Researchers at the University of Zurich and Harvard University have developed a new strategy in the search for psychoactive drugs. By analyzing the behavior of larval zebrafish , they can filter out substances with unwanted side effects right from the start.

Many drugs that take effect in the brain have unwanted side effects. The appetite suppressant Rimonabant , for example, can cause anxiety, depression or even suicidal thoughts, which is why it is taken from the market.

"Brain structures are highly complex, which raises the question of whether it is possible for a drug to trigger only one very  specific behavior ," says Josua Jordi, a researcher at the UZH Institute of Veterinary Physiology To answer this question, I have joined forces with US researchers to develop a novel testing system for psychoactive substances.

Using zebrafish larvae as live measuring tools

Unlike previous biochemical tests, the new testing system uses the larvae of zebrafish , which are about four millimeters long. The biology of these tropical fishes well characterized, and they can be bred quickly in large quantities. 

The researchers established an automated measuring process so that they could analyze the behavior of several thousand larvae at the same time. This involved feeding fluorescent paramecia to the fish  in order to quantify their feeding behavior-the more fluorescence there is in the larva's stomach, the bigger their appetite. 

The researchers also developed similar methods for a number of other behaviors, including the fish's reaction to light and sound, or simply learning tasks  Experiments with known active substances confirmed that the system works. 

For example, nicotine was found to reduce the larva's appetite while increasing their activity. This is in line with the effects nicotine has on many animals, as well as humans.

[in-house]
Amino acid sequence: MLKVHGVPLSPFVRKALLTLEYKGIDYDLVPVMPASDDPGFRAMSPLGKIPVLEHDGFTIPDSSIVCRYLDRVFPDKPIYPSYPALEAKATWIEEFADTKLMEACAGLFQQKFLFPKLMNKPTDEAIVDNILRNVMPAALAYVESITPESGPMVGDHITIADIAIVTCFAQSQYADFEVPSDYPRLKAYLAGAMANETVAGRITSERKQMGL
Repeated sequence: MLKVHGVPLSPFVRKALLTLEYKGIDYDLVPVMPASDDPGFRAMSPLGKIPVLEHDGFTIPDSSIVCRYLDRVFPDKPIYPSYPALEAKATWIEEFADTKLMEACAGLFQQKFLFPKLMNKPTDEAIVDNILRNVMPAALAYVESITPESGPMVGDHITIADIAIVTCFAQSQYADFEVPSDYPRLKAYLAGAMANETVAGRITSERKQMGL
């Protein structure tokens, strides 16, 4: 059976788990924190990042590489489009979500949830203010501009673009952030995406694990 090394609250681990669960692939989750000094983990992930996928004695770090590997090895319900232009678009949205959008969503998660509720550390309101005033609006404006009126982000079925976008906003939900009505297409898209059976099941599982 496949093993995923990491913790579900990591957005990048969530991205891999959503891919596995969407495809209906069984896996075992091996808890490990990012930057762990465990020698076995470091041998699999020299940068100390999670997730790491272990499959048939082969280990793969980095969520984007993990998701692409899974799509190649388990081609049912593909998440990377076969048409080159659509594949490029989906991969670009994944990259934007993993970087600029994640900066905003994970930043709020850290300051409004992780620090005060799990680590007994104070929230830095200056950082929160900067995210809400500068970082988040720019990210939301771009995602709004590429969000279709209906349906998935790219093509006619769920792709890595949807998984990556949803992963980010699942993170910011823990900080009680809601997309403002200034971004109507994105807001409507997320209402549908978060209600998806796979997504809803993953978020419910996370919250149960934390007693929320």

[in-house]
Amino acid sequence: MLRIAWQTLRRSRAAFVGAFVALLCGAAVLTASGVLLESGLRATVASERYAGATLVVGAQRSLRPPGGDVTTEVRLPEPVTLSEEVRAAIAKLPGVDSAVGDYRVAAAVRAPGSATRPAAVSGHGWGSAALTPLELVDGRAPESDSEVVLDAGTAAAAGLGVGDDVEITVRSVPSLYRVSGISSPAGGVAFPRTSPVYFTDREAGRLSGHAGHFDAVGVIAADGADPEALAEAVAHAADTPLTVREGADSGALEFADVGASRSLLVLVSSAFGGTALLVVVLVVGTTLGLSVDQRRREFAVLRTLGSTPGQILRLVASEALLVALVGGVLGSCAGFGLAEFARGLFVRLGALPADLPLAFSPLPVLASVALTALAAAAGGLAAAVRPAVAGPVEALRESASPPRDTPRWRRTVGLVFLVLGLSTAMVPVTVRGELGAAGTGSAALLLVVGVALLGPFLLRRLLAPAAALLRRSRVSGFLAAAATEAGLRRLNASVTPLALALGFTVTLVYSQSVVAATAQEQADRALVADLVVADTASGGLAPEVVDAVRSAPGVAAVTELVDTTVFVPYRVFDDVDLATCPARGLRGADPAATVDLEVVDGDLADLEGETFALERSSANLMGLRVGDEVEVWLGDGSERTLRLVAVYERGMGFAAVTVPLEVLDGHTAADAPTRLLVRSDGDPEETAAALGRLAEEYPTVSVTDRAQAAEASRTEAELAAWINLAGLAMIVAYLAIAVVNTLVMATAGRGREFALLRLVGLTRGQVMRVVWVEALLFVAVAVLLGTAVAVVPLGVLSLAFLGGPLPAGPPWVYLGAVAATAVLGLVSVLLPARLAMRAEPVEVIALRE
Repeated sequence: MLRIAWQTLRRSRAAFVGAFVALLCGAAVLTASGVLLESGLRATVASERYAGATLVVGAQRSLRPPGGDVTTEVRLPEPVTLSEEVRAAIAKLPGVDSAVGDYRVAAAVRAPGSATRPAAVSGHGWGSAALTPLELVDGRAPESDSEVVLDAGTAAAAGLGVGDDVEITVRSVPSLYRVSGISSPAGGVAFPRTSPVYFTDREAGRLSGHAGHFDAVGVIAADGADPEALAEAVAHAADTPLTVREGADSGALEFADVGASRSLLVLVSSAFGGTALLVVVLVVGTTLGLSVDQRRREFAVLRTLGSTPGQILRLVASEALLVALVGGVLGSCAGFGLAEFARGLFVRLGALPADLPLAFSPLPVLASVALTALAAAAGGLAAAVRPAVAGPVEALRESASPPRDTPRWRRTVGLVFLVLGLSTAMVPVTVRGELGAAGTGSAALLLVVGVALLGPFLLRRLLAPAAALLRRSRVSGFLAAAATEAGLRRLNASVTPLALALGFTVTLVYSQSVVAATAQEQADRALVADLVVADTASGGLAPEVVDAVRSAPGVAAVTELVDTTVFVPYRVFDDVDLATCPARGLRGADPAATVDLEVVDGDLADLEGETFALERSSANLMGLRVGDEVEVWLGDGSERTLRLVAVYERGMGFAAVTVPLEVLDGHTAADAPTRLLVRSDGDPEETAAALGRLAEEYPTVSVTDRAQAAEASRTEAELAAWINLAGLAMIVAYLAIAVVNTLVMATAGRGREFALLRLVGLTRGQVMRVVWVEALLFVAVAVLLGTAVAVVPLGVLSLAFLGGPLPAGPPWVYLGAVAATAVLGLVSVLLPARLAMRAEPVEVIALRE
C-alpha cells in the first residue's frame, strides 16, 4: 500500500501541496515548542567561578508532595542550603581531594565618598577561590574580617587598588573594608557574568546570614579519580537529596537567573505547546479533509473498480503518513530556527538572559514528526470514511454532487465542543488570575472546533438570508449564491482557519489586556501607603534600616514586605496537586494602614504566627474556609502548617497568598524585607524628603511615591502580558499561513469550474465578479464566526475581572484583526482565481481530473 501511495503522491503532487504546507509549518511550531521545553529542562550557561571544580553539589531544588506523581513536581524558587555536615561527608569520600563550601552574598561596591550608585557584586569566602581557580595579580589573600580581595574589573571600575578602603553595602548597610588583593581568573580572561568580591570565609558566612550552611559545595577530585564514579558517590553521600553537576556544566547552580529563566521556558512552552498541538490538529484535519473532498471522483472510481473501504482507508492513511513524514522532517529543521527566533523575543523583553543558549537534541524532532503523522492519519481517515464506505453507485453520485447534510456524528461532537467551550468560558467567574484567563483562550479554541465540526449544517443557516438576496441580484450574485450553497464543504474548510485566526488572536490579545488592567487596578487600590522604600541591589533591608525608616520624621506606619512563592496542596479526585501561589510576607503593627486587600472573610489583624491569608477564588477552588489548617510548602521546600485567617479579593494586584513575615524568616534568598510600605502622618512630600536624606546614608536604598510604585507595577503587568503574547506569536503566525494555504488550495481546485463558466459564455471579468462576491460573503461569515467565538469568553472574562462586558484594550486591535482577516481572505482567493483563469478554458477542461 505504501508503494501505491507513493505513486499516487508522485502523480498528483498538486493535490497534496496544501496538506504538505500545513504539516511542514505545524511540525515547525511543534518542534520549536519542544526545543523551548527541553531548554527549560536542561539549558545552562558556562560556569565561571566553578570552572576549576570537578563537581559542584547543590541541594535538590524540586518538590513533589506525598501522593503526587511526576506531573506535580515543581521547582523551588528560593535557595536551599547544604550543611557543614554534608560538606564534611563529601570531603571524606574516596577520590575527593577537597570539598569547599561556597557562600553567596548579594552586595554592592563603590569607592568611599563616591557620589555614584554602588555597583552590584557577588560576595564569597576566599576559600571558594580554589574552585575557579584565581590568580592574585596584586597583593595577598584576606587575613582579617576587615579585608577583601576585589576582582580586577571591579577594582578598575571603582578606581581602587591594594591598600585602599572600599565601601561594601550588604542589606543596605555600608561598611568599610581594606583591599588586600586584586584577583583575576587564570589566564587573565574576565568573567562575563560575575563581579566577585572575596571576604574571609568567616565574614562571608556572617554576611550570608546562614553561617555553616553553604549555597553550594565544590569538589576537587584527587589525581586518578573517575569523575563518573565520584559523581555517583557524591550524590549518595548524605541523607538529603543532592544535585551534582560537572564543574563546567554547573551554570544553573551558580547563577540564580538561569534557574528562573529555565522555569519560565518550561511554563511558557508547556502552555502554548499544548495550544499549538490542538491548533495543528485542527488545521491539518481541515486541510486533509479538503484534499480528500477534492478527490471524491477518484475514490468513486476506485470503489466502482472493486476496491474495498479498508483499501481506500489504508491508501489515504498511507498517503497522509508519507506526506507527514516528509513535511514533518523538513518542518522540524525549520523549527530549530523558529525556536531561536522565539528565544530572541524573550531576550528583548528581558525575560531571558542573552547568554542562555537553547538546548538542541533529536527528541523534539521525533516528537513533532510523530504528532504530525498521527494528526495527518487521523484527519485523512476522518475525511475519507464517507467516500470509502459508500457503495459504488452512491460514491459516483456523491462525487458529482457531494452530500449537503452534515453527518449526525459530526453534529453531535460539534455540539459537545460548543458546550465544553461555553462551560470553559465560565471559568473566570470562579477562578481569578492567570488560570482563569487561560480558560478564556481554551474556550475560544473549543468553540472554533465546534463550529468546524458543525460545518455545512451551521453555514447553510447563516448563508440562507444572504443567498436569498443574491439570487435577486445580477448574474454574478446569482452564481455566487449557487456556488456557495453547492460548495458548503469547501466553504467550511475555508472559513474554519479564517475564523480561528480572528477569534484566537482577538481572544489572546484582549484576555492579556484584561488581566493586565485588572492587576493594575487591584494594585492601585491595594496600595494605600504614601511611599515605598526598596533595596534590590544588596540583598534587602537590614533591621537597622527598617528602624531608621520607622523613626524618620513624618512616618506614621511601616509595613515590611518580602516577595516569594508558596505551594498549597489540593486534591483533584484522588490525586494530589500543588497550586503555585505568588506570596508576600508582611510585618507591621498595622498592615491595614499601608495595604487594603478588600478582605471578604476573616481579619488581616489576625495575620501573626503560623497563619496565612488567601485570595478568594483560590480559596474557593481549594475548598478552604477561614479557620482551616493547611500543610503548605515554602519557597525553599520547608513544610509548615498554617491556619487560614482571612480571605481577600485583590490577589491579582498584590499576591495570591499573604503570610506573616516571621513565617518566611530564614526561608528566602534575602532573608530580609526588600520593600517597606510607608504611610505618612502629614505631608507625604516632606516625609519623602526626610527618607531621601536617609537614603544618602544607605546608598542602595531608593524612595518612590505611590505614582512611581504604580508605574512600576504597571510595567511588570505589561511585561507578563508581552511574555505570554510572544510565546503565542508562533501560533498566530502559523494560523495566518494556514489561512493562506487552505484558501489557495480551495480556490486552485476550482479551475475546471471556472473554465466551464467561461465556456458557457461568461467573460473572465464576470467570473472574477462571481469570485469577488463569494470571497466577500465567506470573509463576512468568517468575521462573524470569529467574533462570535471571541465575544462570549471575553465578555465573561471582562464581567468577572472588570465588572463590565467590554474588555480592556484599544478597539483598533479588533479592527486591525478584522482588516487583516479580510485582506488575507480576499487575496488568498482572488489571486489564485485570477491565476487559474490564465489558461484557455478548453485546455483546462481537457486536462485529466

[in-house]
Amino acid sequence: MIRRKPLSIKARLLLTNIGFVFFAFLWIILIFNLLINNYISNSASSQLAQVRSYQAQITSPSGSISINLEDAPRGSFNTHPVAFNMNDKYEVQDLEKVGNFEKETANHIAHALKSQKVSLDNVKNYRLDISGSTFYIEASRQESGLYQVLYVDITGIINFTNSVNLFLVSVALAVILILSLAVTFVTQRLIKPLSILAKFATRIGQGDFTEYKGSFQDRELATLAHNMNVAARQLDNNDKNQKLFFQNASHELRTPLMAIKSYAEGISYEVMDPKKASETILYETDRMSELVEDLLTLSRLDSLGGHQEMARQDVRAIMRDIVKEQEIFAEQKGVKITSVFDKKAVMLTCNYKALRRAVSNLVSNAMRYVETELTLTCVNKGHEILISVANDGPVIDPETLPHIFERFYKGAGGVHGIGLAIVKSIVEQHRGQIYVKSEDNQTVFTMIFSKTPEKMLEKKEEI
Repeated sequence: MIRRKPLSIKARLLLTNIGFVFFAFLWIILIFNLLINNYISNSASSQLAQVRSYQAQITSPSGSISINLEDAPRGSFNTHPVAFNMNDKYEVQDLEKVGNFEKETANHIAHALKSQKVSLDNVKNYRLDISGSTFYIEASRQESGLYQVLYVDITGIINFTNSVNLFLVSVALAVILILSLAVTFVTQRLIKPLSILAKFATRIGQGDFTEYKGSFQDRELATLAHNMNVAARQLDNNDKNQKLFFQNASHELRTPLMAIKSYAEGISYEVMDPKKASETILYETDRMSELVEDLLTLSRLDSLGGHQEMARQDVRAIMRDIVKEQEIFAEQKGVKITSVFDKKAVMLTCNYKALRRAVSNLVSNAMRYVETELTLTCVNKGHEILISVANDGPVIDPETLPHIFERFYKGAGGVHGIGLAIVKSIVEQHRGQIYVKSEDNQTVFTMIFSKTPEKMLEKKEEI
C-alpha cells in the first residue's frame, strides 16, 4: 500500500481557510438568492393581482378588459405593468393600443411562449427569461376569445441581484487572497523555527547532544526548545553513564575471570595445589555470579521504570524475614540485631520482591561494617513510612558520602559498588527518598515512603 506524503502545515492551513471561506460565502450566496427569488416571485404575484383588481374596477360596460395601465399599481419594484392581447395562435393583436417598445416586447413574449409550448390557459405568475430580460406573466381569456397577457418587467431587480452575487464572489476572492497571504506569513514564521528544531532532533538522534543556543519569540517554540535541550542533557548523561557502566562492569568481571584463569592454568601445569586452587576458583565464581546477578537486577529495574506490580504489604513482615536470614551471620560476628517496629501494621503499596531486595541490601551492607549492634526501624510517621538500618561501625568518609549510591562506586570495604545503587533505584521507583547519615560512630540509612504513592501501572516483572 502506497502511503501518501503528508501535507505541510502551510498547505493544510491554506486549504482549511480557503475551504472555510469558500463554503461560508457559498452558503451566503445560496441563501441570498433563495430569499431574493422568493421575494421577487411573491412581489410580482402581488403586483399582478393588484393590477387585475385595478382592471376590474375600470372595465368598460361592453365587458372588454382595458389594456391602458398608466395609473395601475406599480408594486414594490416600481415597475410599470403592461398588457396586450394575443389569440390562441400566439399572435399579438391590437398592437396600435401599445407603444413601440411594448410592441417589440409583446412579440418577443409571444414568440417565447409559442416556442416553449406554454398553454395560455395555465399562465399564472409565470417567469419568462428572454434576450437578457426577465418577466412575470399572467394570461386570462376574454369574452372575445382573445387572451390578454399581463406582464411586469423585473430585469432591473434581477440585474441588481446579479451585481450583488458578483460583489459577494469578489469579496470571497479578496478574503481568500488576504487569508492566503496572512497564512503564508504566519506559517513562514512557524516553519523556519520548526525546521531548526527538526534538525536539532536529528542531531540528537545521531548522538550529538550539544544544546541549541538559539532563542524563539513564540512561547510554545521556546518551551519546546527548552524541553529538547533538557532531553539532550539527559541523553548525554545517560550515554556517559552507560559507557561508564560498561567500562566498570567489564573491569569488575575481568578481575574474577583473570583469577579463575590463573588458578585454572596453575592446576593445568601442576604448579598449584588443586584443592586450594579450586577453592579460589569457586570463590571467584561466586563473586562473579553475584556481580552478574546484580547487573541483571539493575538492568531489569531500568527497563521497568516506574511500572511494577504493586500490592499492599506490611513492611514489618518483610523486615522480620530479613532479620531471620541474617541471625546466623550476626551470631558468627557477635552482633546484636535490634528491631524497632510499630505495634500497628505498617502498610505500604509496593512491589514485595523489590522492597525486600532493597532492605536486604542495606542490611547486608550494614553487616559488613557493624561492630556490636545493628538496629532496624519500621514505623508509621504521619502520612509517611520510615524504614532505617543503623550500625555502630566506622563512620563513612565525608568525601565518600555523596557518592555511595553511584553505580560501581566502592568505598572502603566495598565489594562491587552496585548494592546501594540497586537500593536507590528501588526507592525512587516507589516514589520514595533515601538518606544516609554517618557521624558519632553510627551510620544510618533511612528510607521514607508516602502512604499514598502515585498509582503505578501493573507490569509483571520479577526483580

In their large-scale experiment, the scientists searched for appetite modulators and determined the effects of more than 10,000 small molecules on the behavior of larval zebrafish

They found more than 500 substances that either increased or suppressed the appetite of the larvae. However, only about half of these had the specific effect of only modulating the animals' appetite; the other half resulted in additional behavioral changes. 

"By analyzing several behaviors in parallel, we were able to filter out many substances with non-specific effects from the beginning," says Josua Jordi, first author of the study. "We were very happy to see that right away, our approach had the desired effect."

Same effect in mice

Next, the researchers investigated the biological mechanisms of 22 of the most promising substances. They found that some of these substances had an effect on the activity of key neurotransmitters  in the brain, such as serotonin or histamine, which is precisely how many of the existing appetite modulators unfold their effects. 

"The crucial finding, however, was that it did not interfere with any of these known systems," says Florian Engert, last author of the study and professor at Harvard University. This points towards new molecular mechanisms that regulate appetite .